KINDERHOOK – The Village Board is moving forward with a sidewalk link project between the Kinderhook and Valatie, but plans for a sewer line the board hoped to have buried under that sidewalk are still up in the air.
The board anticipated connecting residents and businesses in the B1 District, which includes Chatham, Board and Hudson streets as well as structures on Albany Avenue to the Valatie sewer system. But Mayor Carol Weaver now says there are some major “sticking points” in moving forward with the $700,000 project.
The village was award a $285,000 grant in December for the project by the state Office of Community Renewal (OCR). The village also shares a $177,000 grant with Valatie and has private contributions for the construction of the line from business owners in the village. But in January the board was told by OCR that there were several conditions the board has to meet before the village could receive the grant money. One of the stipulations was an economic study that had to be done to make sure that a certain percentage of residents in the B1 district who would benefit from the sewer qualified as having low to moderate incomes.
“Looks like we met the criteria,” Ms. Weaver said at a board meeting Wednesday, March 14. The survey shows that 60.43% of the 48 residents living in the apartments and houses in the area meet low to moderate income criteria. “And we only needed 50%,” said board member Brain Murphy, who helped conduct the survey, which meant going door to door and talking renters and owners.
The mayor also said at the meeting that OCR was making a determination on whether the grant was an economic job creation grant or an infrastructure upgrade grant. If the money is for infrastructure, then no money would have to be paid back. If it is for job creation and if the promised jobs were not created and businesses closed within to five years, the whole amount of the grant would have to paid back.
In a phone interview Monday, Ms. Weaver said OCR has determined it was an economic grant, meaning jobs must be created. She assumes those jobs will be created at the Dutch Inn, but that means the restaurant must stay open for at least five years or the people in the B1 area would be stuck paying back the $285,000.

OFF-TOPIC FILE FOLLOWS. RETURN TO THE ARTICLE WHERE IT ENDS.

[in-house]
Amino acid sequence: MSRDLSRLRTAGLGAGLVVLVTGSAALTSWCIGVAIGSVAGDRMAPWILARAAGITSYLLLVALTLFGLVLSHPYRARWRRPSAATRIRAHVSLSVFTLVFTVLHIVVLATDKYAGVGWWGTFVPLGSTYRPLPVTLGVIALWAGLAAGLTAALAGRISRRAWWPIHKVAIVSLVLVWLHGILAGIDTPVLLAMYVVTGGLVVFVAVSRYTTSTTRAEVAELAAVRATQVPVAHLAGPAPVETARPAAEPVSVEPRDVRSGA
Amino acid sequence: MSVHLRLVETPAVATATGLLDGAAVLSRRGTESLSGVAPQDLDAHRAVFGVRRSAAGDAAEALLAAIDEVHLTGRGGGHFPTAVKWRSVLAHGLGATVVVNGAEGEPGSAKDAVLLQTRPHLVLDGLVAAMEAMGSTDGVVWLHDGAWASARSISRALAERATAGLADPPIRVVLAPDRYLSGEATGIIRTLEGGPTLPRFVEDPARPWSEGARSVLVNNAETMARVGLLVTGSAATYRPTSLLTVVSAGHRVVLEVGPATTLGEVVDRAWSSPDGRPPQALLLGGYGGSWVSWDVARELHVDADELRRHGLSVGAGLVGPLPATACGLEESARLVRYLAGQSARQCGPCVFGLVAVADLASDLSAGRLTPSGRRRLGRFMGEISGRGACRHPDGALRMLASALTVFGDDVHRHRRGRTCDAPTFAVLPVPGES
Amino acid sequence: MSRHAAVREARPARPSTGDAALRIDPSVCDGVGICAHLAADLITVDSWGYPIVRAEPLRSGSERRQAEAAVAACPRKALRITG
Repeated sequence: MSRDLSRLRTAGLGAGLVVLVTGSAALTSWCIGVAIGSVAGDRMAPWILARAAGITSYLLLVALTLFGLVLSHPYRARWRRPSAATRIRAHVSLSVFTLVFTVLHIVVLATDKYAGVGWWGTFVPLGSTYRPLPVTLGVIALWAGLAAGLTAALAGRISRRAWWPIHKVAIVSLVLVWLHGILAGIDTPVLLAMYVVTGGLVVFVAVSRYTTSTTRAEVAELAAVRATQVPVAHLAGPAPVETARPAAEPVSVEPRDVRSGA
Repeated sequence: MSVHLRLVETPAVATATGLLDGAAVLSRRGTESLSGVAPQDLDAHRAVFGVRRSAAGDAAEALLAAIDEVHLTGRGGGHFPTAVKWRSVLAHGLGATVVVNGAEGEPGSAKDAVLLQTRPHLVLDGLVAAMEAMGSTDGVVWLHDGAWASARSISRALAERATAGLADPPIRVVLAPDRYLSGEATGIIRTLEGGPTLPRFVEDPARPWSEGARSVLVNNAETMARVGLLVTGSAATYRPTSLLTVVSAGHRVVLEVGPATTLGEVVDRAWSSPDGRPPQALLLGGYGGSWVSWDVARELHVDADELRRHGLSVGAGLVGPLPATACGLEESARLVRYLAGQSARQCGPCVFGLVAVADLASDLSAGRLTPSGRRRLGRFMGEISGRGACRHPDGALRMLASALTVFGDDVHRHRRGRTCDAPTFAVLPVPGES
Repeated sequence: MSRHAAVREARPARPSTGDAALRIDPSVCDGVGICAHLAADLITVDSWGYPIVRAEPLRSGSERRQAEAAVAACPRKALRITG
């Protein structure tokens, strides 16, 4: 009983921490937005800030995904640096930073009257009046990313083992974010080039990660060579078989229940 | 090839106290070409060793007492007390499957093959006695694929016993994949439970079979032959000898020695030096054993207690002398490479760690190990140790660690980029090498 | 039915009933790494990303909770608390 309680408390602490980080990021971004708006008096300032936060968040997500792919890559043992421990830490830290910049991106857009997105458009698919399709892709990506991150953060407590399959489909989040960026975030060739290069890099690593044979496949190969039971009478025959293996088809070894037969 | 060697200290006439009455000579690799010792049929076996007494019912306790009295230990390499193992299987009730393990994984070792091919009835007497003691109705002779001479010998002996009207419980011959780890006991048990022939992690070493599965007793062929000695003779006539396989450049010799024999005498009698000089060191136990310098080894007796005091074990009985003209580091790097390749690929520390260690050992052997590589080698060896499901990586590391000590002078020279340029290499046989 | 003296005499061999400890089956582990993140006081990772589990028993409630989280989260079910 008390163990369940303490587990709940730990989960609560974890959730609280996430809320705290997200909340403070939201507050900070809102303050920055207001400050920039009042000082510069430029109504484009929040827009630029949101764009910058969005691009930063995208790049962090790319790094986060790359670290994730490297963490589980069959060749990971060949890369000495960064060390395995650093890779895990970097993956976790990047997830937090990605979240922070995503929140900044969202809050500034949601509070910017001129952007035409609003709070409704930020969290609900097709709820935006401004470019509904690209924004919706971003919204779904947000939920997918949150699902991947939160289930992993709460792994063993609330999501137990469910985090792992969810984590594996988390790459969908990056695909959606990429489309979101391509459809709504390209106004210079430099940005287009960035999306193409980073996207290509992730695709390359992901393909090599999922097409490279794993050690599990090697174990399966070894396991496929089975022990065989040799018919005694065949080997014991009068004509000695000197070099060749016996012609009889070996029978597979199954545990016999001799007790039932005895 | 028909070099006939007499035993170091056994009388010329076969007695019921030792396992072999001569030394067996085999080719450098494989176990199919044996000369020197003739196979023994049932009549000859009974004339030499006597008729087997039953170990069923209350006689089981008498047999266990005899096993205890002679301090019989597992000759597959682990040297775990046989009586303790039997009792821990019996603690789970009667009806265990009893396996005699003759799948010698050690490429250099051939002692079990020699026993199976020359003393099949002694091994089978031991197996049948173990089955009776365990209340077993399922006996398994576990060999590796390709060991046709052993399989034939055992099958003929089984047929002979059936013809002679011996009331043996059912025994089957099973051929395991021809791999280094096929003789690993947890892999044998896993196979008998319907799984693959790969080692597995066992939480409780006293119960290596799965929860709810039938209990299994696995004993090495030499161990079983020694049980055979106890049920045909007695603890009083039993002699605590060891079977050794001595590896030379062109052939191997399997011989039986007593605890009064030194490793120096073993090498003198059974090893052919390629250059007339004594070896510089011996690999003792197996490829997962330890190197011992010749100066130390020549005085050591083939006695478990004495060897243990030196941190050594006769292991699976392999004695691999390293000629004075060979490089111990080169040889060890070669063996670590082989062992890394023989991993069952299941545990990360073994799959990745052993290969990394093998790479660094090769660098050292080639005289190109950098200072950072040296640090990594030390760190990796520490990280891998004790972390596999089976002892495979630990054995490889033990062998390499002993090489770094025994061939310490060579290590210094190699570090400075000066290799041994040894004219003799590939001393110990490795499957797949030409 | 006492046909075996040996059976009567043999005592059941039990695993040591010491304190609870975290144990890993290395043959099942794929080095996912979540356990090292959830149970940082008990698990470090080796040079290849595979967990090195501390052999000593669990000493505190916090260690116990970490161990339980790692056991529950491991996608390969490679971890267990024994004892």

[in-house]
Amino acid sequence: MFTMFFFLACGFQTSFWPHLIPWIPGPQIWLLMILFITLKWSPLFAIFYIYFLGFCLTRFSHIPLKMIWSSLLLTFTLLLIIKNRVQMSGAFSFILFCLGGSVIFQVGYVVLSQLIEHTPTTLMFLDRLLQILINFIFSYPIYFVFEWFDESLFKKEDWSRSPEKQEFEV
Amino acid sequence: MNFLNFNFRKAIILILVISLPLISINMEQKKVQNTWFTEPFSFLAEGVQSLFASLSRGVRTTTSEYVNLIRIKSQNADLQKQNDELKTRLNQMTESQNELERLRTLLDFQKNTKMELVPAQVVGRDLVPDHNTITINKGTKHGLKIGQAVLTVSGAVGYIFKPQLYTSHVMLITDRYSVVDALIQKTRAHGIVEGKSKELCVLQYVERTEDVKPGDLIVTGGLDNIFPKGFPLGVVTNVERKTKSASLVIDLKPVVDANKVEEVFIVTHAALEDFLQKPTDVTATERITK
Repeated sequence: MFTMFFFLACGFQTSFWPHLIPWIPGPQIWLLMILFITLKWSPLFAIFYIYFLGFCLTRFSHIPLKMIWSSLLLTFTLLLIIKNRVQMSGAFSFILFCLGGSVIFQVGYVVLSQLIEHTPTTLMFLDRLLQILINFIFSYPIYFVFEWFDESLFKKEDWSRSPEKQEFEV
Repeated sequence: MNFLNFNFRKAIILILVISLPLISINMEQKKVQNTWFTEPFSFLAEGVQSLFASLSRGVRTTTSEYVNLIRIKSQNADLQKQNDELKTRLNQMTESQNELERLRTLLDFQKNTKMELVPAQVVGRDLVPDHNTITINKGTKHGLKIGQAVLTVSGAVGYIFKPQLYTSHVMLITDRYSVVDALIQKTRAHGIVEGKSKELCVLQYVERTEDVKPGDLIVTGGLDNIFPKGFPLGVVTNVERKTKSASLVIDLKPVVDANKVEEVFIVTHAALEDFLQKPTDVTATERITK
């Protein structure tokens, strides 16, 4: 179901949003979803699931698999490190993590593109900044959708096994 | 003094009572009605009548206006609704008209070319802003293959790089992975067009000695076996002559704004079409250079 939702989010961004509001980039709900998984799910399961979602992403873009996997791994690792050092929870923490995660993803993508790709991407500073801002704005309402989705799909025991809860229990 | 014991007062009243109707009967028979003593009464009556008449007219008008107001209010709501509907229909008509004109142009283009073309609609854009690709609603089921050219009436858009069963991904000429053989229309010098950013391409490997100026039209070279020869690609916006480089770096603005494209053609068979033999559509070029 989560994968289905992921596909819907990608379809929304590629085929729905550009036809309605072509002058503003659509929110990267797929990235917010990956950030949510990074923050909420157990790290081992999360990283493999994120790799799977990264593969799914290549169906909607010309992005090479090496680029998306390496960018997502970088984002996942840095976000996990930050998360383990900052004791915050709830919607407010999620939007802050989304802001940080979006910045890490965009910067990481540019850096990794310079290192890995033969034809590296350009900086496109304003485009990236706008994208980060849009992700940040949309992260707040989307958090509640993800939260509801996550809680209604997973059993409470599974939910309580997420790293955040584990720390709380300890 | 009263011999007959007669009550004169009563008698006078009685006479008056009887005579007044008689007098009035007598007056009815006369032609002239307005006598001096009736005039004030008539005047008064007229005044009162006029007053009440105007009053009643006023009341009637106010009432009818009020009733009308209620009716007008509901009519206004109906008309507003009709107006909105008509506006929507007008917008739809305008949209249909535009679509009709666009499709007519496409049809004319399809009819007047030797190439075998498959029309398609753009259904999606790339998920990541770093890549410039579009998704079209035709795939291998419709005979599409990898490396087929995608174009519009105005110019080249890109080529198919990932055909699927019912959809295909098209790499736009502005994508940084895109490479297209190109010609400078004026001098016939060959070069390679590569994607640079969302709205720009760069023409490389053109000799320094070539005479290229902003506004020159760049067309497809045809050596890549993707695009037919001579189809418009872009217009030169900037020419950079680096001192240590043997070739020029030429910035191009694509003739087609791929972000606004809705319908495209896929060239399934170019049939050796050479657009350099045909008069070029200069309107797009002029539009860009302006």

Ms. Weaver said the village does have permission from the state to lay the sewer lines under the sidewalk, which officials hope will be built this summer. The sidewalk project also has state and federal grant money. And the two village boards plan to borrow some of the funds for the project through bonds, because state funds promised for the sidewalk have not yet been received.
Ms. Weaver stressed the Kinderhook board has not yet approved laying the sewer lines or moving forward with the sewer project. The board wants more information from OCR and board members must discuss what to do about the economic grant, she said.
Congressman Chris Gibson (R-20th) hosted a meeting with the board, its engineers and representatives from OCR at his office in the village earlier this month, and representatives from the congressman’s office attended the board meeting last week, hoping they could offer help with the funding issues.
The board will meet several times in the coming months to discuss these and other issues, including the 2012-13 village budget. The board’s next regular meeting will be Wednesday, April 11 at 7:30 p.m. in the village hall.